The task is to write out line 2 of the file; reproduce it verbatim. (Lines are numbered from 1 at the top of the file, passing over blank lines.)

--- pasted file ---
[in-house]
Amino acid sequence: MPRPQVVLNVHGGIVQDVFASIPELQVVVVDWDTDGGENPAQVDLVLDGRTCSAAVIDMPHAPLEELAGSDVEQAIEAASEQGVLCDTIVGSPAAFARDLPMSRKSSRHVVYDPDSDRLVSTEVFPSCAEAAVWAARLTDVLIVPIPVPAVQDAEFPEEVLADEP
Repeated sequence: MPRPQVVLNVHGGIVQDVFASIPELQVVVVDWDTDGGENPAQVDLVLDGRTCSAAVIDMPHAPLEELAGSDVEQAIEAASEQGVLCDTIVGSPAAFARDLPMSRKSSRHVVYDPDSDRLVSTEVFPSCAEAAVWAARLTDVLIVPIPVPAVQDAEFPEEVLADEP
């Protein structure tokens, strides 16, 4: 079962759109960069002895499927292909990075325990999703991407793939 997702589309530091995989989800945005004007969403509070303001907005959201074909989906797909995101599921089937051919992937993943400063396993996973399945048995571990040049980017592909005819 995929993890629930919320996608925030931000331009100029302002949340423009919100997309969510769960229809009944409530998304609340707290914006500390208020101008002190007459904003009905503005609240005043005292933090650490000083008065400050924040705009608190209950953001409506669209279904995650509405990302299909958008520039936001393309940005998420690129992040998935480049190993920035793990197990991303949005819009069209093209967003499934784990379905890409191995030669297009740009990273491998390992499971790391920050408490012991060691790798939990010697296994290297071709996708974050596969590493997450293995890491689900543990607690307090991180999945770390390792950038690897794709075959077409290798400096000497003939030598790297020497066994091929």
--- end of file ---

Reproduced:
Amino acid sequence: MPRPQVVLNVHGGIVQDVFASIPELQVVVVDWDTDGGENPAQVDLVLDGRTCSAAVIDMPHAPLEELAGSDVEQAIEAASEQGVLCDTIVGSPAAFARDLPMSRKSSRHVVYDPDSDRLVSTEVFPSCAEAAVWAARLTDVLIVPIPVPAVQDAEFPEEVLADEP